The newly created bio-assisted hybrid photocatalyst has been found to perform considerably better than most other similar systems that are currently out there. The researchers think that the new system could be a cost-effective means of producing hydrogen fuel — utilizing the world’s enormous resources of light and saltwater for the production of “green” energy.

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About the Author

's background is predominantly in geopolitics and history, but he has an obsessive interest in pretty much everything. After an early life spent in the Imperial Free City of Dortmund, James followed the river Ruhr to Cofbuokheim, where he attended the University of Astnide. And where he also briefly considered entering the coal mining business. He currently writes for a living, on a broad variety of subjects, ranging from science, to politics, to military history, to renewable energy. You can follow his work on Google+.



  • 3dmike

    New Innovative Technology for Low Cost Monatomic Hydrogen and Biofuels

    http://phys.org/wire-news/135918592/new-innovative-technology-for-low-cost-monatomic-hydrogen-and-bi.html

  • Guest Here

    This suggests that it will be accomplished ” utilizing the world’s enormous resources of light and saltwater for the production…” Will this actually use seawater, or will freshwater have to be added to the salts in the salt flats for the reaction to take place. Obviously, as water is split and hydrogen is harvested, more (fresh?) water would have to be added and thus this wouldn’t be such a green process then. If regular seawater can be used, then right on!

    • chris

      Good question. Can anyone research this?

    • Bob_Wallace

      If the freshwater was obtained close to where it enters salt then the net effect on fresh water supplies would be about neutral.

    • Chuck Daniels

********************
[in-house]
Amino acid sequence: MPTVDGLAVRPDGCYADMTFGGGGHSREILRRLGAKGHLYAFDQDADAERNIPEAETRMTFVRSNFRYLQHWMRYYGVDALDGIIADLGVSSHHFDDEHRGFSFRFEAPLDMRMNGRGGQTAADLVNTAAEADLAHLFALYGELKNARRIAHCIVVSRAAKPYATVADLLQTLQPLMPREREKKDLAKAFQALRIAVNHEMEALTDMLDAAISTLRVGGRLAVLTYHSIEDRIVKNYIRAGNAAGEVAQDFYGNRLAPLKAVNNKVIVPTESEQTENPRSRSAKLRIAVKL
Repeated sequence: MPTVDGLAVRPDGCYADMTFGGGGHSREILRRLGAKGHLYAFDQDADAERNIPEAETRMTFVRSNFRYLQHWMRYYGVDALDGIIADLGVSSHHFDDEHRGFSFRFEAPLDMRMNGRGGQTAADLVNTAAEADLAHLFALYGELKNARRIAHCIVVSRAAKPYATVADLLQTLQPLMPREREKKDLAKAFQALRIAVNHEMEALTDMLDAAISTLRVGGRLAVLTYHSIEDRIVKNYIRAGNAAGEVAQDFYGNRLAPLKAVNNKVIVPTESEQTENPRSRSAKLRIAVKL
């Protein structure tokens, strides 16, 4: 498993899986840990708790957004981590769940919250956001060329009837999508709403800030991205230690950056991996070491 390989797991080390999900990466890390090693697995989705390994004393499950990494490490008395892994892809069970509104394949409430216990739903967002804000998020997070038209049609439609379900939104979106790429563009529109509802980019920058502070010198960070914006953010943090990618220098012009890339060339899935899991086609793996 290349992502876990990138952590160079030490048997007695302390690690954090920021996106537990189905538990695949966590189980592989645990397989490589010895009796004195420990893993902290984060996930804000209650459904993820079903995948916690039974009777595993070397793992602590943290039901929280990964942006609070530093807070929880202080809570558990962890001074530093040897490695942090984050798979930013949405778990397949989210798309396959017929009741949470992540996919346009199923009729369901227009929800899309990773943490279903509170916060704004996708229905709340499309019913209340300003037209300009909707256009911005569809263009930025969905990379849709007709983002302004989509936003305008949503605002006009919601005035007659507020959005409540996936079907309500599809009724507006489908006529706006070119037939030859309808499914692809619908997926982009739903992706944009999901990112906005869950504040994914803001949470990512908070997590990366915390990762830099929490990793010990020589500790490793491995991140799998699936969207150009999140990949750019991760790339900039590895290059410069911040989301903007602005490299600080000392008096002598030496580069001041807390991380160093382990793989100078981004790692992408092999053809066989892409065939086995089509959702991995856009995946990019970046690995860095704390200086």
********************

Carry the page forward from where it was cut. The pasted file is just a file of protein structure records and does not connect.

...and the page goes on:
Check out HyperSolar (http://www.hypersolar.com/). Their technology can use any water source, including wastewater!

  • JamesWimberley

    This is reaching very deep in time, perhaps 3 billion years. The light-sensitive pigment that drives photosynthesis, chlorophyll, is mainly sequestered in organelles called chloroplasts, the vegetable kingdom’s parallel to mitochondria. Both schemes are probably the result of an ancient symbiosis in which the little energy factories traded the autonomy of life as independent bacteria for security within a much larger host eukaryotic cell. The bacteria holding rhodopsin survived as simple creatures and the pigment is simply embedded in the cell wall. Don’t be sorry for them, they will outlive us as they did the dinosaurs.

    • cecicijywop

      мy coυѕιɴ ιѕ мαĸιɴɢ $51/нoυr oɴlιɴe. υɴeмployed ғor α coυple oғ yeαrѕ αɴd prevιoυѕ yeαr ѕнe ɢoт α $1З619cнecĸ wιтн oɴlιɴe joв ғor α coυple oғ dαyѕ. ѕee мore αт…­ ­ViewMore——————————————&#46qr&#46net/kkEj

      This suggests that it will be
      accomplished ” utilizing the world’s enormous resources of light and
      saltwater for the production…” Will this actually use seawater, or
      will freshwater have to be added to the salts in the salt flats for the
      reaction to take place. Obviously, as water is split and hydrogen is
      harvested, more (fresh?) water would have to be added and thus this
      wouldn’t be such a green process then. If regular seawater can be used,
      then right on!